11. For the 40 Chet? Electronic timing, at least for track meets anyway, requires a lot of hardware to pull off. It’s certainly doable for any important meet, but it takes a while to get the whole thing set up. It’s a bit of a hassle to just put in Mellencamp Pavilion for a Pro Day, just to have nine guys run the 40 and it’s sort of comparative anyway. The scouts watch all these and then put the guys through position drills. If they’re not good with a stopwatch, they know exactly how not good with a stopwatch they are, and take that in to consideration when they call their GMs to tell them who’s worth looking into.
    Also, I presume these guys are a lot better with stop watches than I am.

  12. Yep. Keep in mind that every school in the county has artificial turf on their football fields. Maybe that’s the norm. I don’t know anymore. But when they do pre season and ‘Shrine Bowl Combine’ (the big all star game) times, everything is electronic, push board, lasar finish, all that. They even give out a reconciliation chart for comparing hand times to electronic times.

    ALL the track meets do electronic timing for sprints.

  13. To put the 40 yard dash times into some perspective; as nearly as I can tell no one has ever run a 40 yard dash under 4.0 (there were some rumors that Isaiah Bolt may have run just under 3.97 but it was later corrected to 4.2). The recognized “world fastest humans”, Bolt, Maurice Green and Bob Hayes were timed (at some point) just above 4.0 (Hayes 4.1, Bolt and Green 4.2. It is generally conceded that anything near 4.3 to 4.4+ is really moving.

    If indeed Mr. Belcher is running 4.7 at his size, weight and with little training his agent should lower his fee under 5%, in all circumstances that would be ‘quick’.

    One other point. What is the point of measuring 270-350 lbs. linesmen running over 40 yards? How often do we see a linesman run 20 yards, much less 40 yards? Better to measure them at 5-10 yards from a dead stop. If they did run forty, I’d rather know that the ambulance with the oxygen concentrator can cover the distance from the gate to the spot where the linesman passed out in 4.5 seconds.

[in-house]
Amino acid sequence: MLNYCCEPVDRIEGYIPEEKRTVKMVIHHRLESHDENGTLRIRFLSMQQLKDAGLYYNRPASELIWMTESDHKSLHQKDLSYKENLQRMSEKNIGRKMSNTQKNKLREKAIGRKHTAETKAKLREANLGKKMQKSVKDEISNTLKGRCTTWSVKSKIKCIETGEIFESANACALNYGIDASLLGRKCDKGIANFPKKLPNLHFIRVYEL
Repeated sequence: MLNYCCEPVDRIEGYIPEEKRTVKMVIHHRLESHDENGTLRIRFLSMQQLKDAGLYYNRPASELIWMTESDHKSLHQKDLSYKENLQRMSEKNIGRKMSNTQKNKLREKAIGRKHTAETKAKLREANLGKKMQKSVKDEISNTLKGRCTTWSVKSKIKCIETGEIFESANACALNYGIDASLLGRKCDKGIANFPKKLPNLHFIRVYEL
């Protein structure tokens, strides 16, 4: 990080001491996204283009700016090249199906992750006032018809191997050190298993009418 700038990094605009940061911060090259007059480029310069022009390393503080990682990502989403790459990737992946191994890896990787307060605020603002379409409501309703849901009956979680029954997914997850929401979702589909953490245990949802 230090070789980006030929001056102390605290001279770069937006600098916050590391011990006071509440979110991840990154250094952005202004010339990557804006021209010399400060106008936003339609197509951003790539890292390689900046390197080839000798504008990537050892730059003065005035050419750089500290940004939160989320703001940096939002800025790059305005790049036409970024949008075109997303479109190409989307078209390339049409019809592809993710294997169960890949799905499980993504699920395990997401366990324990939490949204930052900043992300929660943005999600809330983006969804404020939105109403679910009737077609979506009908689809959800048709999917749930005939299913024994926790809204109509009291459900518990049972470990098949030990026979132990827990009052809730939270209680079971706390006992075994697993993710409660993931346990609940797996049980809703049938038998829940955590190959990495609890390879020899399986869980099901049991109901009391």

The NFL and football players in general love to talk the 40-yard dash time and get it as low as possible as a marketing ploy. After all, you generally don’t pay $500 a seat to watch sprinters for an instant (say the difference between 4.35 and 4.7 is just [that-that-that] long-, about as long as it takes to pass gas). Also, it pays to consider that there is no such thing as an ‘official’ 40 yard dash event(there is a 60 yard dash and a 60-meter dash). And, much depends on the timing, the timing mechanisms, the form of the start (from a dead start, on a sound, a moving start over a measured 40 yards distance, etc.).

    Given all these 40 yard myths (it may be a good measure to compare within a one-team or group but then only if all conditions are equal and the link to the measurement clearly made). Otherwise, if it were me…I’d pray for Dustin Dopirak to be holding the stop-watch as Harvard was pointing the starter’s pistol at him.

    For any who may be interested in pursuing the fascinating feat, these are specific ‘claimed faster’ times of some professional football players.
    Devin Hester (4.24 @ Miami Pro Day, 4.45 @ 2006 NFL Combine, 100 speed in Madden 08)
    Reggie Bush (4.33 @ University of USC at Pro Day 2006)
    Ike Taylor (4.18 @ University of Louisiana at Lafayette Pro Day)
    Laveranues Coles (4.16 @ Florida State University, 4.29 @ Jets Media Guide)
    Ahman Green (4.19 @ Pre-Draft Workout in Nebraska)
    Michael Puckett (4.19 @ Pre-Draft Workout at CCCC)
    Zach Rehmert (4.20 @ Pre- Draft workout at Collin College)
    Kevin Curtis (4.21 @ Utah State Pro Day)
    Donte Stallworth (4.22 @ 2003 Tennessee Pro Day)
    Willie Parker (4.23 @ 2004 North Carolina Pro Day)
    Randy Moss (4.25 @ Marshall University)
    Fabian Washington (4.29 @ 2005 NFL Combine)
    Champ Bailey (4.28 @ 1999 NFL Combine)
    Jerome Mathis (4.28 @ 2005 NFL Combine)
    Willis McGahee (4.28 @ Miami Pre-Injury)
    Michael Bennett (4.17 @ Wisconsin Pro Day, 4.37 @ 2001 NFL Combine)

  14. Dustin,
    Yes, electronic timing is becoming the norm, even at the high school level. Electronic timing systems can be had for around $1200, if you do not buy the board to show thier times. For a straight line sprint, measuring 1 guy at a time, they are not that difficult to set up.

  15. TTG, I believe the reason that the linemen run the 40 is to assure 100% evaluation for all participants at the combine. Each participant does every test. Don’t forget there are also position drills/tests.